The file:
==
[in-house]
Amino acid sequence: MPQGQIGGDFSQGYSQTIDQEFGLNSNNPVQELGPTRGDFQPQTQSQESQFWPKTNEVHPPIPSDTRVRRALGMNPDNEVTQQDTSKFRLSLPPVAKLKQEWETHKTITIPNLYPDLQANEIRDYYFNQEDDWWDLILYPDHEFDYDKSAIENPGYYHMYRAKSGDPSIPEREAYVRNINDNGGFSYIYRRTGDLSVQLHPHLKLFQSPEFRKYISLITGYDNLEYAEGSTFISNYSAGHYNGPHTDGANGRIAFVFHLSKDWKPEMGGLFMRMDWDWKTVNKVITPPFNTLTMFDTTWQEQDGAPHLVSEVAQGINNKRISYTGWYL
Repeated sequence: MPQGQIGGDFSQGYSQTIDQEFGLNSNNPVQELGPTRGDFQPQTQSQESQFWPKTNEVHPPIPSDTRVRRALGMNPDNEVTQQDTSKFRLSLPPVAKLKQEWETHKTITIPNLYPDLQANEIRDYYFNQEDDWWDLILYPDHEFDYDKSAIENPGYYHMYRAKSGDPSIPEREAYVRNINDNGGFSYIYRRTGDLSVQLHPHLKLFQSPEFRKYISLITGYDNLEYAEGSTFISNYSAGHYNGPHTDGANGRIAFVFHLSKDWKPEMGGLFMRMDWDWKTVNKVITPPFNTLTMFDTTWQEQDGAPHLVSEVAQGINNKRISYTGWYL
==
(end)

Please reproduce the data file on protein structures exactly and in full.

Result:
[in-house]
Amino acid sequence: MPQGQIGGDFSQGYSQTIDQEFGLNSNNPVQELGPTRGDFQPQTQSQESQFWPKTNEVHPPIPSDTRVRRALGMNPDNEVTQQDTSKFRLSLPPVAKLKQEWETHKTITIPNLYPDLQANEIRDYYFNQEDDWWDLILYPDHEFDYDKSAIENPGYYHMYRAKSGDPSIPEREAYVRNINDNGGFSYIYRRTGDLSVQLHPHLKLFQSPEFRKYISLITGYDNLEYAEGSTFISNYSAGHYNGPHTDGANGRIAFVFHLSKDWKPEMGGLFMRMDWDWKTVNKVITPPFNTLTMFDTTWQEQDGAPHLVSEVAQGINNKRISYTGWYL
Repeated sequence: MPQGQIGGDFSQGYSQTIDQEFGLNSNNPVQELGPTRGDFQPQTQSQESQFWPKTNEVHPPIPSDTRVRRALGMNPDNEVTQQDTSKFRLSLPPVAKLKQEWETHKTITIPNLYPDLQANEIRDYYFNQEDDWWDLILYPDHEFDYDKSAIENPGYYHMYRAKSGDPSIPEREAYVRNINDNGGFSYIYRRTGDLSVQLHPHLKLFQSPEFRKYISLITGYDNLEYAEGSTFISNYSAGHYNGPHTDGANGRIAFVFHLSKDWKPEMGGLFMRMDWDWKTVNKVITPPFNTLTMFDTTWQEQDGAPHLVSEVAQGINNKRISYTGWYL